The Bellamy Brothers: Hailing from Darby, in Pasco County, The Bellamy Brothers hit recording pay dirt with the single hit "Let Your Flow" in 1976. The Bellamy Brothers continue to this day to be a highly successful country act, and recorded my favorite "Give Me A Redneck Girl".
Savatage: Possibly the most enduring and consistently popular band to have origins in the Tampa Bay area is the hard rock band Savatage. Originally known as the band Avatar, this band formed by brothers Jon and Criss Oliva, drummer Steve Wacholz and bassist Keith Collins built a strong and loyal following starting in 1981 at billings throughout the Sunshine State. Avatar recorded two tracks for a compilation by the old 95 Rock N Roll Pirate WYNF radio in 1982. In 1983 Avatar released their first album, "City Beneath the Surface", but for legal reasons had to change its name to Savatage. its debut album was titled "Sirens". Altogether, the band has released 17 albums since that period. sadly, founding member Criss Oliva was killed by a drunk driver in October 1993. In 1996 the band began touring Europe and Japan, and that same year wrote and recorded "Christmas Eve and Other Stories" under the band name of Trans-Siberian Orchestra. Savatage is still an active and highly productive band to this day, touring worldwide. They have a great web site at www.savatage.com.
The McCarr Brothers and Momentum: The early and mid-80's also brought the Bay area some great jazz talent. Most notably were the McCarr Brothers who basically played in the Tampa market. One of my best friends, Denis Lebrun and I saw this group several times during the mid 80's, and they never failed to produce absolute quality music. One of the McCarr brothers remains good friends with Denis to this day. Momentum was a jazz-rock group from the Manatee and Sarasota County area. I consider one of their EP releases, "Scintillation" from 1983 to be one of the finest jazz-rock fusion albums in my collection.
Stranger: As southern rock began to fade from the record scene by the late 70's, heavy metal bands such as Stranger became a local and regional favorite throughout the 1980's. Often found performing at Mr. T's Club 19 at Jersey Jim Towers in Clearwater in the early to mid 1980's, Stranger belted out such favorites as "Swamp Woman". Bands such as Stranger and Four in Legion may have also been regulars at the 49th Street Mining Company in Pinellas Park.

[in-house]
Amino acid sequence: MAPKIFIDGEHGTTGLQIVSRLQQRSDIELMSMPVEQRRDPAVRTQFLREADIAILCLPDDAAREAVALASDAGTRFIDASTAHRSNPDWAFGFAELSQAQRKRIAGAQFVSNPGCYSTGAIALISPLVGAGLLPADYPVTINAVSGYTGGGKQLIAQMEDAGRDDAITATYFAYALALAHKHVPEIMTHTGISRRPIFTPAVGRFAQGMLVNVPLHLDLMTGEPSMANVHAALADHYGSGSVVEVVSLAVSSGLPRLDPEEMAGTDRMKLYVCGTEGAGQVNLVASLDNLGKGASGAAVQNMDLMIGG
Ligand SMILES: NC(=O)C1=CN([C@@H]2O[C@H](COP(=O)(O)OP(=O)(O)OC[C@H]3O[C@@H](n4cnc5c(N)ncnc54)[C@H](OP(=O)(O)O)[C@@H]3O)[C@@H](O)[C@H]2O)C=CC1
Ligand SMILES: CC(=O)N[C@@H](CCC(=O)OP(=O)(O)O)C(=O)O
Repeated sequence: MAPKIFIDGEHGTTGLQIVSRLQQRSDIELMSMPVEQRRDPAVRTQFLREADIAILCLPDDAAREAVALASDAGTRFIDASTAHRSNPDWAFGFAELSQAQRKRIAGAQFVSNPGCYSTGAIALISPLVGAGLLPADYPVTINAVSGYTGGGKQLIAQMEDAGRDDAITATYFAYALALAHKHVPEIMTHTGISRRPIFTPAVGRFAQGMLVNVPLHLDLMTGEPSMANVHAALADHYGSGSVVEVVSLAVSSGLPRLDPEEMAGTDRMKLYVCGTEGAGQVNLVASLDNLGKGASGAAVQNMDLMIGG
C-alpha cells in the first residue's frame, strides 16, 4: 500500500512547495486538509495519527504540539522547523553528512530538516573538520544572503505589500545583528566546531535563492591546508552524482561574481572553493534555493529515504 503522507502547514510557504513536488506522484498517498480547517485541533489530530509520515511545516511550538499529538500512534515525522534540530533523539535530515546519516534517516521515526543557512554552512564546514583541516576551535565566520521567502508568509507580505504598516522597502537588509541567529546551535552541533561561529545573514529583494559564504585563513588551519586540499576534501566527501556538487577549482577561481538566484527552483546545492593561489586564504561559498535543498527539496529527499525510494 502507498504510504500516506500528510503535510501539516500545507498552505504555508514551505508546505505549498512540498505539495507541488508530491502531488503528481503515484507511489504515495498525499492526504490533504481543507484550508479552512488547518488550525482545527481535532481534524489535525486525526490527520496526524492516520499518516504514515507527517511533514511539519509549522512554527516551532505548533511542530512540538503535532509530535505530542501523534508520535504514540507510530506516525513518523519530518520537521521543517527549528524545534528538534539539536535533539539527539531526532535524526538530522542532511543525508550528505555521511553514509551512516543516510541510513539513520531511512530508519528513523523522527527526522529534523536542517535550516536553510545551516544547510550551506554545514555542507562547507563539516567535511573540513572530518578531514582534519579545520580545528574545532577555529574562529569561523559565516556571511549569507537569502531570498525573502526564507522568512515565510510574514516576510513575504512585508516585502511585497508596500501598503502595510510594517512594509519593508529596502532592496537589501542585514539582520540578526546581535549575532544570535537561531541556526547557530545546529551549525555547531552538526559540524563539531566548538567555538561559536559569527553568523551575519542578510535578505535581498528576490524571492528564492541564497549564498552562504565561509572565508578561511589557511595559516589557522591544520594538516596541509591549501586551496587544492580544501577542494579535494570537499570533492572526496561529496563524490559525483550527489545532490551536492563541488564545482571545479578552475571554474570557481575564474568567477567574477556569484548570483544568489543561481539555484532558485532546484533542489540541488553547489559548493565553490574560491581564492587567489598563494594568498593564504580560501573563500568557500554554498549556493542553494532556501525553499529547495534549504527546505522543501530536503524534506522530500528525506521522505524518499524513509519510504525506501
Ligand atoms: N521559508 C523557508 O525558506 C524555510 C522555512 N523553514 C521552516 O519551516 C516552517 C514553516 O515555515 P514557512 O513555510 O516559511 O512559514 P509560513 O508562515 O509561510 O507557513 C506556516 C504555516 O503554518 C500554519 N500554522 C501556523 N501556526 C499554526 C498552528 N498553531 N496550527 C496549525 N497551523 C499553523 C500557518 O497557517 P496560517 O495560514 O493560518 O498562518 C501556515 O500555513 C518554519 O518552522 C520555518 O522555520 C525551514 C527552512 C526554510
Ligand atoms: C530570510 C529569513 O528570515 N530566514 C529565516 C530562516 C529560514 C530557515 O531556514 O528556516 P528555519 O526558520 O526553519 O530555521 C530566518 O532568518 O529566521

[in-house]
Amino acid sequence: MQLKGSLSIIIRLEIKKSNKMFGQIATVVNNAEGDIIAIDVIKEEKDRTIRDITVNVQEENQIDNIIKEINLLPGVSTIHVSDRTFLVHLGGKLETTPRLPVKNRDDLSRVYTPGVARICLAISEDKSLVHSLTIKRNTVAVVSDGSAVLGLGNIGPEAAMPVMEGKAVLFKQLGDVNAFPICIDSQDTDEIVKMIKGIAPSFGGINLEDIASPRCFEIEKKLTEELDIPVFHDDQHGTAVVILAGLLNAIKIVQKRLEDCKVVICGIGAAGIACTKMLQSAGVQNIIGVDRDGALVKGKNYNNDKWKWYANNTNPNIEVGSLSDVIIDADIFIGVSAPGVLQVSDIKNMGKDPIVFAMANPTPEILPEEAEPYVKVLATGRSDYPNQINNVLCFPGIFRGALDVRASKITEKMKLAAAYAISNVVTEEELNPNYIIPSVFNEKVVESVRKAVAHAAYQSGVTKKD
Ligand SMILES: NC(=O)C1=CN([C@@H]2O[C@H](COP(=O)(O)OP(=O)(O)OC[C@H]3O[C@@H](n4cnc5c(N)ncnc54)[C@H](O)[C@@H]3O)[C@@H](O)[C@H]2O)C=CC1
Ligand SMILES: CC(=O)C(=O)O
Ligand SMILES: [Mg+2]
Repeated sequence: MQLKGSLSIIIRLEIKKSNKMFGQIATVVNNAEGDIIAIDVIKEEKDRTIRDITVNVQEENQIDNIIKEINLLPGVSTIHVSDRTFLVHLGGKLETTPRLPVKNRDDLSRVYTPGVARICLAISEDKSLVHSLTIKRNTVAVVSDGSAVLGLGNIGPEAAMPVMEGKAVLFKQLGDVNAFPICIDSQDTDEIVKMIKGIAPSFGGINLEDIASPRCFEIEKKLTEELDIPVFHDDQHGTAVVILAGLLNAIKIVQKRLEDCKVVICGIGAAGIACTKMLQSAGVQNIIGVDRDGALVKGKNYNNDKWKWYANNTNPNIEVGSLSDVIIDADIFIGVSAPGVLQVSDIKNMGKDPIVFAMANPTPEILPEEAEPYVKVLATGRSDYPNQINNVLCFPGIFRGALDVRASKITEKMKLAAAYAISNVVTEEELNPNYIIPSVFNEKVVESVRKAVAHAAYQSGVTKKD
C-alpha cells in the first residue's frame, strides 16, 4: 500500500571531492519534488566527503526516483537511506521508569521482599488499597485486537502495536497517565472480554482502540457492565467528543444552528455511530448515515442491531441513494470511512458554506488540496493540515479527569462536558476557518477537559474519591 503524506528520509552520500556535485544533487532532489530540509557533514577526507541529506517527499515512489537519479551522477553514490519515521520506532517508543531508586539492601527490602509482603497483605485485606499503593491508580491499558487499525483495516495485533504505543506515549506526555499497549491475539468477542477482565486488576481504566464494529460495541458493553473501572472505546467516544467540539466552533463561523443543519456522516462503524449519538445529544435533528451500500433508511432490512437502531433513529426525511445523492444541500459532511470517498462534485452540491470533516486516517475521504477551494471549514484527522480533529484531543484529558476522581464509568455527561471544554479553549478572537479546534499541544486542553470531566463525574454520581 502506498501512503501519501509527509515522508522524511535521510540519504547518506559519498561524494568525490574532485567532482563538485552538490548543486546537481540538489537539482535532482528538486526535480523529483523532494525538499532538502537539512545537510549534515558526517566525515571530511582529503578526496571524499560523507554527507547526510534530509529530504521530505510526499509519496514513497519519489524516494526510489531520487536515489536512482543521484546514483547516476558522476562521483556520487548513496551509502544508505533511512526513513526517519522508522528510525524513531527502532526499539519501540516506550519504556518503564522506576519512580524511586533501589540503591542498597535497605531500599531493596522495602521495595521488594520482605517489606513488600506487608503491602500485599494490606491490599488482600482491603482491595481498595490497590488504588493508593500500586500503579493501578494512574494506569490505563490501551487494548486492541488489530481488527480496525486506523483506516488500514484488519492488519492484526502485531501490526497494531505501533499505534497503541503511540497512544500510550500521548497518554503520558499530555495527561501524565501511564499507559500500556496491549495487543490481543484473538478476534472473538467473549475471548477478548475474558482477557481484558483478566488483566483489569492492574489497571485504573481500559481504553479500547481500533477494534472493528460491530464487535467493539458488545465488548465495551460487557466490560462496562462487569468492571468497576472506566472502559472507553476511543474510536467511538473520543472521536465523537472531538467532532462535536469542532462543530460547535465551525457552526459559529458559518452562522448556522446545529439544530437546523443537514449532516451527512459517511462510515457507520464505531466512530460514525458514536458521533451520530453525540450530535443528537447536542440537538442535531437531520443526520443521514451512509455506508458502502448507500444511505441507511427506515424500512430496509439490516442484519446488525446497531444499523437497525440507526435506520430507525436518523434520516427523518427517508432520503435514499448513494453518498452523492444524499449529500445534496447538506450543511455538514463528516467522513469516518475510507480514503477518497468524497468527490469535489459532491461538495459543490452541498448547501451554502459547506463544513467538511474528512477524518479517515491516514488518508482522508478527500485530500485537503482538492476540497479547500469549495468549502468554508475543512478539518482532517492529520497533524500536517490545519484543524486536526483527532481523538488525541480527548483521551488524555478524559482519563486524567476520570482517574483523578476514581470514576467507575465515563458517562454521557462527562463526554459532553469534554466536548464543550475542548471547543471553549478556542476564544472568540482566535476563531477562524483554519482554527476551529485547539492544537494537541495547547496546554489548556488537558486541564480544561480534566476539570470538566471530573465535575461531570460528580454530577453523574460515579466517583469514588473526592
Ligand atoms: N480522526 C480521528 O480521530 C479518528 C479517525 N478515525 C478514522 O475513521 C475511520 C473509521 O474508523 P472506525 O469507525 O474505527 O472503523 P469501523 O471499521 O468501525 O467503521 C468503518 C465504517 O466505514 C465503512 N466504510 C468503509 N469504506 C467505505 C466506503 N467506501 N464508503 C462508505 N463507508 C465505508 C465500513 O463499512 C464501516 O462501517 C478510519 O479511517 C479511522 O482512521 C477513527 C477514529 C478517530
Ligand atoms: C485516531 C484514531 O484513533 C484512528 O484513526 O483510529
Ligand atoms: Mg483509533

Four in Legion: Another local and regional favorite throughout the 1980's, Four in Legion, also an 80's heavy metal band, was another favorite at Mr. T's Club 19 at Jersey Jim Towers. I had the pleasure to see them in a double bill with Stranger in August 1985, and other than the debut of Blade in 1983, and two Steely Dan concerts, they were the finest live act I'd ever seen.
Pam Tillis: Plant City native, country singer and daughter of country music great Mel Tillis, Pam Tillis hit the national country charts with her single "Mi Vida Loca", and broke into country in a big way with the album "All The good Ones Are Gone". www.pamtillis.com
The Hats/Blade: Formed in the late 1970's by Nolan Canova, the Hats did cover material of heavy metal/hard rock groups such as Cheap Trick, Led Zeppelin, Van Halen, Judas Priest, Black Sabbath, Iron Maiden, and others. In December 1983, Canova reformed the band and unleashed Blade onto the Tampa populace. I was at the debut of Blade, and even when compared with sets I have seen performed by Journey, the Kinks, Bob Seger, Electric Light Orchestra, and Steely Dan, consider that set to be one of rock's finest moments.